Bruce Jenkins has an interesting article in the San Fran Gate comparing Manny Ramirez to Alex Rodriguez. (Hat tip to BaseballThinkFactory.org.)
Some of the points made by Jenkins are:
No matter how strong the denials from players or general manager Brian Cashman, the Yankees are a painfully uptight team right now, strictly because of A-Rod’s insecurity.
A-Rod isn’t a bad guy, a malingerer or a clubhouse cancer; he’s just a worrier. He desperately wants everyone to like him — and they don’t. Not in New York. They know he’s a little bit soft, a tad of a pretty boy, and they know that unlike Jeter, he consistently has failed in crunch-time postseason moments since he joined the Yankees. Generally, great performances silence the boo-birds in the hotbeds of East Coast fanaticism, but a significant portion of Yankees fandom seems unwilling to cut A-Rod any slack for the rest of time.
The timing of this feature made me laugh – because, just this morning, I was also thinking of Manny and A-Rod – and where they are the same and not.
Alex Rodriguez plays the game the way that a model citizen should play the game. He runs hard. He doesn’t show anyone up. He is serious on the field.
Manny Ramirez is a hot dog on the field. He doesn’t always hustle. And, he has asked to be traded from his team on many occasions.
Then, why does A-Rod get killed in New York and Manny gets the “Manny being Manny” love-pass in Boston? Has Ramirez ever been booed in Boston the way that Rodriguez has in New York?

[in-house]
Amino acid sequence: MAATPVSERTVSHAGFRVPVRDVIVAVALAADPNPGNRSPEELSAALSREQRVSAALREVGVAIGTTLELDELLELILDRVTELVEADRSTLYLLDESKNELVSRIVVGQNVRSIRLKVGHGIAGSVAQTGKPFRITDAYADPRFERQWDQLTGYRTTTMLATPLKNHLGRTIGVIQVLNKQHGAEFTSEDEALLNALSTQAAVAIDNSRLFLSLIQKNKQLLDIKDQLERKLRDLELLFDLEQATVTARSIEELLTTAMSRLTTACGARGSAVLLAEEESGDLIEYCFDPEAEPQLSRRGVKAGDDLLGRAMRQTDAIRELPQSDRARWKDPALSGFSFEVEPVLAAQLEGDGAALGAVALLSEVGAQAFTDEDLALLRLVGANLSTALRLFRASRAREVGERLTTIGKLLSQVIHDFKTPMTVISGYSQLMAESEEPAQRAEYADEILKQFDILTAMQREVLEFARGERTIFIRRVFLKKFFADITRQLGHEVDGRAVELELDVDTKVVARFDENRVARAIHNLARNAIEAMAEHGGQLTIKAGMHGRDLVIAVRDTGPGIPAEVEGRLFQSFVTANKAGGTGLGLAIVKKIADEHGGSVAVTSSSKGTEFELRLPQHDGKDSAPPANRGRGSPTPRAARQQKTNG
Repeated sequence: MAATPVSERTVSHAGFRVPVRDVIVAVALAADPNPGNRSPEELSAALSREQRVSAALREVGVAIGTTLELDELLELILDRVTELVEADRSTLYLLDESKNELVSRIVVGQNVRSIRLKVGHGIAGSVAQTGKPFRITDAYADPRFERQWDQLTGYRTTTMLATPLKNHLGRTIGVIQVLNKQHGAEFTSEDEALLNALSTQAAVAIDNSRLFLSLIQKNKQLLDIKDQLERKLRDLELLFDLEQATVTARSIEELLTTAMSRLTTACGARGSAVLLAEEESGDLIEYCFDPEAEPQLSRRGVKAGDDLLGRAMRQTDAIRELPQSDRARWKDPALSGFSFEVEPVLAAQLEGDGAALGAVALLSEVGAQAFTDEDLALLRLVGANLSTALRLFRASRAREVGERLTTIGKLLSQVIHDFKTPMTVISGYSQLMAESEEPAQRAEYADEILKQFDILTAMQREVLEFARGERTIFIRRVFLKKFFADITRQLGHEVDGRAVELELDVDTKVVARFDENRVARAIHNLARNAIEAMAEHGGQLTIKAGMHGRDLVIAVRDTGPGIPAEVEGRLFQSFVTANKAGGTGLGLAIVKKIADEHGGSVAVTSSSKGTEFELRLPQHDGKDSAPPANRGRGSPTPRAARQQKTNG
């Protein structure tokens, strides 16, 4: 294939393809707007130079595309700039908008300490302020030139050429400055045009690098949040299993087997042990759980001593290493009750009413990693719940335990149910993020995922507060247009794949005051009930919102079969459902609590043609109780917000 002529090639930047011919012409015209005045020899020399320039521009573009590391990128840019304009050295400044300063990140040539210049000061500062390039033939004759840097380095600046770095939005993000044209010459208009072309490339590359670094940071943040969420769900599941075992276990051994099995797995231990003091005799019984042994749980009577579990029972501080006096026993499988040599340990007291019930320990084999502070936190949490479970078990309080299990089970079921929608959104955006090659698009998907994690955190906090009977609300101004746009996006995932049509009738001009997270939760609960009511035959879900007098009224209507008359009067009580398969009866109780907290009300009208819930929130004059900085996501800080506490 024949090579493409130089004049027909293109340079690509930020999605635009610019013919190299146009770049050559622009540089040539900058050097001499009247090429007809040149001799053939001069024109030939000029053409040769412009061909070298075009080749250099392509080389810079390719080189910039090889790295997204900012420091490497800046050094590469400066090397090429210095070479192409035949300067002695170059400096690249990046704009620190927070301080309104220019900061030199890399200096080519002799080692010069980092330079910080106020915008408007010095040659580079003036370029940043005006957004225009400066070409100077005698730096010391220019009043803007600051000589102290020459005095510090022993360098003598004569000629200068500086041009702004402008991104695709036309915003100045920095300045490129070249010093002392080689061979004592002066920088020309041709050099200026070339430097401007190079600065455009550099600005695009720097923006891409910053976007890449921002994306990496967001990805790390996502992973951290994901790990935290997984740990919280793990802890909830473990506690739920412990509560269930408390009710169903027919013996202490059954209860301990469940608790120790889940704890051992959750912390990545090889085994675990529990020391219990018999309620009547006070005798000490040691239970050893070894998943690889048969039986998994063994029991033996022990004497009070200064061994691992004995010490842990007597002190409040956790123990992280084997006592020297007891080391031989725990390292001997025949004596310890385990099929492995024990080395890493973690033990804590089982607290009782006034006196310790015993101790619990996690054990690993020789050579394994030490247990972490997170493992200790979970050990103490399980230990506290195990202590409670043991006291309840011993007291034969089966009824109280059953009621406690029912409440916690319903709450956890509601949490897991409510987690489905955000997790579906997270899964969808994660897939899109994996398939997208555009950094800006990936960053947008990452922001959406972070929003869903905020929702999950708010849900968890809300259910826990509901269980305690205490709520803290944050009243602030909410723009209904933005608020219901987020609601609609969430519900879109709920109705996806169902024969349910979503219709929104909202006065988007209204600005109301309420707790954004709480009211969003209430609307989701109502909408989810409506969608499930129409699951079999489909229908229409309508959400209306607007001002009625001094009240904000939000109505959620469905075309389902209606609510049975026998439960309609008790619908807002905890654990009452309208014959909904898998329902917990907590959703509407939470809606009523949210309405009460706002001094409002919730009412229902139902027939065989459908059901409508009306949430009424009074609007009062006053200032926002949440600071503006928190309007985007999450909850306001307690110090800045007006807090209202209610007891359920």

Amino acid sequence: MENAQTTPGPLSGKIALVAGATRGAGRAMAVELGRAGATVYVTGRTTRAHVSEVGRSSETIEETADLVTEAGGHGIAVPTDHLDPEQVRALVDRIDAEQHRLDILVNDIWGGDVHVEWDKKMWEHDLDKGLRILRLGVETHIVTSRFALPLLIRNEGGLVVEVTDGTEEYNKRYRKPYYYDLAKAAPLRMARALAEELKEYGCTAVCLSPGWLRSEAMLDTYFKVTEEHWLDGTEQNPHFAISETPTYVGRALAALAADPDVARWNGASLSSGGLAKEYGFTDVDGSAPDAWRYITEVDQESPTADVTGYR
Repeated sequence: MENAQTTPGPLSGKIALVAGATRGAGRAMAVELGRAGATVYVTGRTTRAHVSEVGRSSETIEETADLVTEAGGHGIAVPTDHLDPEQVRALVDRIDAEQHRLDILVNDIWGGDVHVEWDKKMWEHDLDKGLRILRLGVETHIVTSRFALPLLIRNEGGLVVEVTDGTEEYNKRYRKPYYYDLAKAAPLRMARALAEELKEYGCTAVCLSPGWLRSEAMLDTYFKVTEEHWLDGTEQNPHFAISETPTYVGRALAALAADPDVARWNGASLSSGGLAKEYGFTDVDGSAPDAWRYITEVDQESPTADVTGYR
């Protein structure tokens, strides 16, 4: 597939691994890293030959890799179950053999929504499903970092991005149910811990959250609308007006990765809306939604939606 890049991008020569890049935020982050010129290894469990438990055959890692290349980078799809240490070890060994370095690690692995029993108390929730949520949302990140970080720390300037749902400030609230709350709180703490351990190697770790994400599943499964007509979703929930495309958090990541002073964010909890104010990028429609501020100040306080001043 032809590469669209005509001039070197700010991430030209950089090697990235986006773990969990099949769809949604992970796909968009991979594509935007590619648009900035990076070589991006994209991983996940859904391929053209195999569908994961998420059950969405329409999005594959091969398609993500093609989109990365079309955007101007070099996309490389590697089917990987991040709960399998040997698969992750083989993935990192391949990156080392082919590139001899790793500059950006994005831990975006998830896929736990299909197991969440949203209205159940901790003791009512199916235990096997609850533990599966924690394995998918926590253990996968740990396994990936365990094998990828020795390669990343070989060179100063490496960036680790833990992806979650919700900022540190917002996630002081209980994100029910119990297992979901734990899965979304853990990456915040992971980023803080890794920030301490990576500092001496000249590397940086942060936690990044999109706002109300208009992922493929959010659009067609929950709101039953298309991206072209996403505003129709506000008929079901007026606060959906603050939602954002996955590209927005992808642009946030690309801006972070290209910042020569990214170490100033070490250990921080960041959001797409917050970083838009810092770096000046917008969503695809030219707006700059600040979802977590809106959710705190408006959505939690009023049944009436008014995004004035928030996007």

No. OK, why?
Is it the money? It should not be – see the following:
In 2004, Manny ($22,500,000) was the highest paid player in the game – A-Rod was # 2 (at $22,000,000).
In 2005, Manny was the 2nd highest paid player in the game – with A-Rod being the highest. There was just $4 million between them.
And, this season, Manny makes just $3.4 million less than A-Rod.
It’s not about the money. There’s almost no difference in what these two are being paid.
It’s about the hitting.
In 2004, Manny’s RC/G was 8.59 – compared to 7.02 for A-Rod.
In 2005, Manny’s RC/G was 8.01 – compared to 10.22 for A-Rod.
This season, Manny’s RC/G, to date, is over 9 – whereas A-Rod’s RC/G number is around 6.5.
When I see all this, I think the answer is clear. If Alex Rodriguez would create runs this season, on a per game basis, at the rate near where he was from 1998 through 2005, he would be not be booed in New York.
For the record, A-Rod’s 1998-2005 RC/G rate was 8.57. And, that’s in the Manny range of the last three years.
Basically, if you hit like Manny, no one cares about anything else, and your fans will love you. It’s always been that way in baseball.